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Surely, though, even if we are broadly shaped by the social environment, we control the small decisions we make? Sometimes. Perhaps. But here too we are subject to constant influence, some of which we see, much of which we don’t. A major industry seeks to decide on our behalf. Its techniques become more sophisticated every year, drawing on the latest findings in neuroscience and psychology. It is called advertising.
  
Trust, the Edelman Corporation observes, “is now the deciding factor in whether a society can function.” Unfortunately, our mistrust is fully justified. Those who have destroyed belief in governments exploit its collapse, railing against a liberal elite (by which they mean people still engaged in public service) while working for the real and illiberal elite. As the political economist Will Davies points out, “sovereignty” is used as a code for rejecting the very notion of governing as “a complex, modern, fact-based set of activities that requires technical expertise and permanent officials.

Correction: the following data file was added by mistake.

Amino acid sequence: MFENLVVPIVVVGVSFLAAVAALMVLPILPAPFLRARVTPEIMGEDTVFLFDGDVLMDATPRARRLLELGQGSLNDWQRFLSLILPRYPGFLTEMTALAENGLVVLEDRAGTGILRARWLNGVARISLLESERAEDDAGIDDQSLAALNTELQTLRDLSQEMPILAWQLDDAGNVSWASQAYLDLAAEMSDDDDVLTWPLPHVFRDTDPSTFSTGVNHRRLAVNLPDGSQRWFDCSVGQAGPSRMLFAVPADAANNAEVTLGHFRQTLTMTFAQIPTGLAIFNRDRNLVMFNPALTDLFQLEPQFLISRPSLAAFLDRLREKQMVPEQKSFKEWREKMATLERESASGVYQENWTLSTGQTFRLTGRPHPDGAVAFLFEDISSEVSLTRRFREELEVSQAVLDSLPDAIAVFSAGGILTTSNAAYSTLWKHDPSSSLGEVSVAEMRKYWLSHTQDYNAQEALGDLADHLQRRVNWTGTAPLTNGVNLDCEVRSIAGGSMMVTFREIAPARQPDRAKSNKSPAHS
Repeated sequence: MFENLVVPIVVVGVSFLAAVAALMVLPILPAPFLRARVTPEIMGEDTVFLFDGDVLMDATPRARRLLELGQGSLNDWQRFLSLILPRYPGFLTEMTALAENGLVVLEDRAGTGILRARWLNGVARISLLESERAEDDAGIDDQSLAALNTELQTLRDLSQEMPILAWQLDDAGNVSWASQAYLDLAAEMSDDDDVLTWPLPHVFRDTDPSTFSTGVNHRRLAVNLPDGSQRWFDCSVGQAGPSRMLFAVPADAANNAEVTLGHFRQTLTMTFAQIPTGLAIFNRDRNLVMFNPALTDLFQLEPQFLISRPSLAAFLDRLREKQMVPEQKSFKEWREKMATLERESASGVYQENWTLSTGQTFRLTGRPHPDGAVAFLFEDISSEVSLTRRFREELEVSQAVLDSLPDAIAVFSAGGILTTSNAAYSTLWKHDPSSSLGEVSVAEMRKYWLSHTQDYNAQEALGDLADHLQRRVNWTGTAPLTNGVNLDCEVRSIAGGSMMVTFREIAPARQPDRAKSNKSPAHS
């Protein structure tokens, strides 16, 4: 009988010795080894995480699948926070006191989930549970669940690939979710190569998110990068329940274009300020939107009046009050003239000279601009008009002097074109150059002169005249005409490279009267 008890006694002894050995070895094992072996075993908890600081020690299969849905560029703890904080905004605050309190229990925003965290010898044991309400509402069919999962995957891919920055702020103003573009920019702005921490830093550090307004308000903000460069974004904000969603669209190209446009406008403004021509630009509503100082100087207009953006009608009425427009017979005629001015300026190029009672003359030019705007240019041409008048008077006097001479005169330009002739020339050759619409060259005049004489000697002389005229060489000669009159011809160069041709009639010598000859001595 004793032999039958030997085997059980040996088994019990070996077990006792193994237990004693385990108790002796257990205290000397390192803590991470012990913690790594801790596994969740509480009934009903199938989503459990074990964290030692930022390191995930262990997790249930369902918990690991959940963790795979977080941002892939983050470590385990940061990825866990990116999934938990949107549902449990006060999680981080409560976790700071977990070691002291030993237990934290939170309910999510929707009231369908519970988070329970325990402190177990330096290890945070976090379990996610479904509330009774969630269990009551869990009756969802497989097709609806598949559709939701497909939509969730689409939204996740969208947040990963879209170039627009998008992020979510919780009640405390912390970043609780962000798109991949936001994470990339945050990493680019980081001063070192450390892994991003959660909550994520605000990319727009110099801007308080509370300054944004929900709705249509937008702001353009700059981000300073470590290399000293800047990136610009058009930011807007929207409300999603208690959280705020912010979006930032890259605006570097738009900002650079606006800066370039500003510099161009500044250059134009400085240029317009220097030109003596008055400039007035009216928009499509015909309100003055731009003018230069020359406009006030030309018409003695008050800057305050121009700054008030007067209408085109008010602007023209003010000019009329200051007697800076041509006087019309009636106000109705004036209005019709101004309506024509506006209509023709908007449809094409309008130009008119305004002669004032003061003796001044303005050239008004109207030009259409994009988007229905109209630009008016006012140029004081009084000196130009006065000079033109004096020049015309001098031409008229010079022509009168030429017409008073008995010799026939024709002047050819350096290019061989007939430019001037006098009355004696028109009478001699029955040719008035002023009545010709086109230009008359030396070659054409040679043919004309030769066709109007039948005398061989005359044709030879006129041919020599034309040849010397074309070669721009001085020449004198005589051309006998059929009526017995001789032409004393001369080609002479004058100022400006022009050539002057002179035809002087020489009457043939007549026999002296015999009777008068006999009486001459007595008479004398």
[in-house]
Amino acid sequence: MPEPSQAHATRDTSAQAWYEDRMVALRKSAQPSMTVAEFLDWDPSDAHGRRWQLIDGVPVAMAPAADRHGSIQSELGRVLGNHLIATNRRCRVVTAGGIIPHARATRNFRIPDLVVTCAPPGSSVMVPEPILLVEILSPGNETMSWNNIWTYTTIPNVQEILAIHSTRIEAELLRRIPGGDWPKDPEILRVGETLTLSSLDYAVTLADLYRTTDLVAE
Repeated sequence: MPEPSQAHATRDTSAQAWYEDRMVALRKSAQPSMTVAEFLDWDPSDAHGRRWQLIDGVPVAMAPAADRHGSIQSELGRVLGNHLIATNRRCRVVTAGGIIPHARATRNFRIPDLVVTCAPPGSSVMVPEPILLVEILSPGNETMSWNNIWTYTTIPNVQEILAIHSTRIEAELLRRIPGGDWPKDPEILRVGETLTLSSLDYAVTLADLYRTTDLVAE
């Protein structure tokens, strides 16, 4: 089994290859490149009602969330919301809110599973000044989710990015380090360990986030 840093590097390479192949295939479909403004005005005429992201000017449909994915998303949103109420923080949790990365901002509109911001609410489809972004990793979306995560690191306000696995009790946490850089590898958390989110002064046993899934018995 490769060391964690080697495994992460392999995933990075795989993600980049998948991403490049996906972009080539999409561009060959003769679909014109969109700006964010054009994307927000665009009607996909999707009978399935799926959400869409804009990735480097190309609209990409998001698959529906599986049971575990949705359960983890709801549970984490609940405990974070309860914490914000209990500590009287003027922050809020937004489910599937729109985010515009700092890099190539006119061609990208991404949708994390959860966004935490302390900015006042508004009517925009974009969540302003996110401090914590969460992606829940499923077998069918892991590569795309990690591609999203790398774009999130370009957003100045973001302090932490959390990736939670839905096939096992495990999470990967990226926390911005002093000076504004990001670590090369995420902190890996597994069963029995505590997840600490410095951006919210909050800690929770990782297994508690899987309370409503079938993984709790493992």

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Every month, new books on the subject are published with titles like “The Persuasion Code: how neuromarketing can help you persuade anyone, anywhere, anytime”. While many are doubtless overhyped, they describe a discipline that is rapidly closing in on our minds, making independent thought ever harder. More sophisticated advertising meshes with digital technologies designed to eliminate agency.
  
Nowhere is the gulf between public and private interests more obvious than in governments’ response to the climate crisis. On Monday, the UK’s energy secretary, Claire Perry, announced that she has asked her advisers to produce a roadmap to a zero carbon economy. On the same day, fracking commenced at Preston New Road in Lancashire, enabled by the permission Perry sneaked through parliament on the last day before the summer recess.